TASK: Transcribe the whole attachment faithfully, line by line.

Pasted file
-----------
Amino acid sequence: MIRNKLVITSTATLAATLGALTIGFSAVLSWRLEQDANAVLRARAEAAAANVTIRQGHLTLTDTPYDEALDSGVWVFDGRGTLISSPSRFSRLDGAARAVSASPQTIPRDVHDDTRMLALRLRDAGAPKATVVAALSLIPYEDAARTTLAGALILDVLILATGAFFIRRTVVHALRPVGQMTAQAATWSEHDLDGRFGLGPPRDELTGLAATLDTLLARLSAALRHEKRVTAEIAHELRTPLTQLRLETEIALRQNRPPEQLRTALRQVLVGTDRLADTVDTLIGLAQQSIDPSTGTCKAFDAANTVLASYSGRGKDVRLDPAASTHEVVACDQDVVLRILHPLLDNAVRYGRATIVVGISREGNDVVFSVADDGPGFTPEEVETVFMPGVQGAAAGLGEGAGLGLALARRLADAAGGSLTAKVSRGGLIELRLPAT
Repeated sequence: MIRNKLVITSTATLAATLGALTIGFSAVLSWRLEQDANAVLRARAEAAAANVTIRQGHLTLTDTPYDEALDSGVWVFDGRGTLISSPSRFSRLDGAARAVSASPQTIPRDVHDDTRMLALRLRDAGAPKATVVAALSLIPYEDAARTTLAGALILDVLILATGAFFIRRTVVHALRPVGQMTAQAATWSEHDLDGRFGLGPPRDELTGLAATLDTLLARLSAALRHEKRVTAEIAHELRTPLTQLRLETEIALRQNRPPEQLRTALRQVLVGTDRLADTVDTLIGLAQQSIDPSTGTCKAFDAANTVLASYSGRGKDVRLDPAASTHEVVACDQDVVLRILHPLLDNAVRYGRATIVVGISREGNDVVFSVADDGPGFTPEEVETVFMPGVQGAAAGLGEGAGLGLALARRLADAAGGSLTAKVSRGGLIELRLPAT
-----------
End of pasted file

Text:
Amino acid sequence: MIRNKLVITSTATLAATLGALTIGFSAVLSWRLEQDANAVLRARAEAAAANVTIRQGHLTLTDTPYDEALDSGVWVFDGRGTLISSPSRFSRLDGAARAVSASPQTIPRDVHDDTRMLALRLRDAGAPKATVVAALSLIPYEDAARTTLAGALILDVLILATGAFFIRRTVVHALRPVGQMTAQAATWSEHDLDGRFGLGPPRDELTGLAATLDTLLARLSAALRHEKRVTAEIAHELRTPLTQLRLETEIALRQNRPPEQLRTALRQVLVGTDRLADTVDTLIGLAQQSIDPSTGTCKAFDAANTVLASYSGRGKDVRLDPAASTHEVVACDQDVVLRILHPLLDNAVRYGRATIVVGISREGNDVVFSVADDGPGFTPEEVETVFMPGVQGAAAGLGEGAGLGLALARRLADAAGGSLTAKVSRGGLIELRLPAT
Repeated sequence: MIRNKLVITSTATLAATLGALTIGFSAVLSWRLEQDANAVLRARAEAAAANVTIRQGHLTLTDTPYDEALDSGVWVFDGRGTLISSPSRFSRLDGAARAVSASPQTIPRDVHDDTRMLALRLRDAGAPKATVVAALSLIPYEDAARTTLAGALILDVLILATGAFFIRRTVVHALRPVGQMTAQAATWSEHDLDGRFGLGPPRDELTGLAATLDTLLARLSAALRHEKRVTAEIAHELRTPLTQLRLETEIALRQNRPPEQLRTALRQVLVGTDRLADTVDTLIGLAQQSIDPSTGTCKAFDAANTVLASYSGRGKDVRLDPAASTHEVVACDQDVVLRILHPLLDNAVRYGRATIVVGISREGNDVVFSVADDGPGFTPEEVETVFMPGVQGAAAGLGEGAGLGLALARRLADAAGGSLTAKVSRGGLIELRLPAT